SailNet Community - View Single Post - What's your biggest bonehead move sailing?
View Single Post
post #601 of Old 07-18-2016
Frogc
Junior Member
 
Join Date: Jul 2016
Location: British Columbia
Posts: 17
Thanks: 0
Thanked 0 Times in 0 Posts
Rep Power: 0
 
Re: What's your biggest bonehead move sailing?

Shnool,

I could see that if one loses grip of the handle while releasing the valve lifter with the other hand, leaving no hands to support the body while crouched over the engine in the e.c. In my boat (PY-26) the only access to the motor is aft and opposite the forward mounted flywheel, so it is quite precarious even without the necessity of getting an arm right down to the crank. By all accounts the Volvo is fairly bulletproof, but the electrics are situated immediately to port which means the flywheel will dip into water if the bilge has a few inches of water in it, and of course spins so to spray batteries, wires, terminal blocks, relays with corroding salt-water. PO or POx2 seems to have allowed this to occur for a time leading to a motor which looks great on the LHS, notable rust on the RHS, and some min or intermittent operation of electrics. I can envision a situation in which a large wave temporarily fills the cockpit leading to salt-water in the rear bilge and non-functioning electronics. Add weather conditions which require using the motor and a situation could easily develop in which manual starting remains the only option.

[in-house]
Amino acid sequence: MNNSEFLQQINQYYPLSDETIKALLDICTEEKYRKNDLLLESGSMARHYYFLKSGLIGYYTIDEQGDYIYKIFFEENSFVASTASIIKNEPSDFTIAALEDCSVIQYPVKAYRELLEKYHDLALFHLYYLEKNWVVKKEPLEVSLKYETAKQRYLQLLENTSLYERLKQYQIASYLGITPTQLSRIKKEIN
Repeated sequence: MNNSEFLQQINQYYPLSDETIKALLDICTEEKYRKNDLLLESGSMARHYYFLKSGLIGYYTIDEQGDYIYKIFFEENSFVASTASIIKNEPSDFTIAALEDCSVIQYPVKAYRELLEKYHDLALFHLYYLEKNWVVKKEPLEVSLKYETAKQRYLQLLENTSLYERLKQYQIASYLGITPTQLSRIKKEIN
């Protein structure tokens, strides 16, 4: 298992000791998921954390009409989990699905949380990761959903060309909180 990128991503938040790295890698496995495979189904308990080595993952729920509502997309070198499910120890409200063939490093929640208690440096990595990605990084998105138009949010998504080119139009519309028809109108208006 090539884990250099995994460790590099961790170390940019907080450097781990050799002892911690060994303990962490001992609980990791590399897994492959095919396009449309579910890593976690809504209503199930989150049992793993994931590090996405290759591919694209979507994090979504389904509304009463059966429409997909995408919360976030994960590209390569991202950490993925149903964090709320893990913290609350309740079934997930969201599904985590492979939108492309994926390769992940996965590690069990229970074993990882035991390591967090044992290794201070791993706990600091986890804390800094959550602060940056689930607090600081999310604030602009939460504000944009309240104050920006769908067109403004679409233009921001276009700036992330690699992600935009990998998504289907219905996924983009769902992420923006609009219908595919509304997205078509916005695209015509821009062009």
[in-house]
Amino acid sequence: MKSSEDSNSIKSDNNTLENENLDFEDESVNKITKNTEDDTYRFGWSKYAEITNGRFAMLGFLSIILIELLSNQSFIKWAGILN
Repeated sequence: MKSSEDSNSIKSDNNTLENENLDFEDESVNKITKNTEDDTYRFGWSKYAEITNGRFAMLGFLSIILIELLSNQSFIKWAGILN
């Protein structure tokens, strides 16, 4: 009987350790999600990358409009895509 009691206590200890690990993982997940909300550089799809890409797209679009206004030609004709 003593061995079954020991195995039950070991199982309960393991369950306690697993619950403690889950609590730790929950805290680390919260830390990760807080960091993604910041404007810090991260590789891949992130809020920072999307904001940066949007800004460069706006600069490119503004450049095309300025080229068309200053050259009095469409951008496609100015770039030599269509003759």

The solution is to (obviously) make damn sure that (a) the crank handle is always available in a known location, (b) the bilge remains bone-dry, and y (c) familiarity with the manual start procedure such that one does not have to struggle to crank the silly thing in deteriorating conditions. The first two are relatively easy to assure, but anyone with small stature or injury could quite find themselves incapable of turning the crank quickly enough to accumulate sufficient momentum to ensure a start.

I suppose the take-away is that events can conspire to put a boat in peril without regard to the skills of the pilot or state of the equipment on-board. All one can do is minimize risk and be aware that all eventualities cannot be anticipated. To that end I have a metric buttload of work to do.
Frogc is offline  
 
 
For the best viewing experience please update your browser to Google Chrome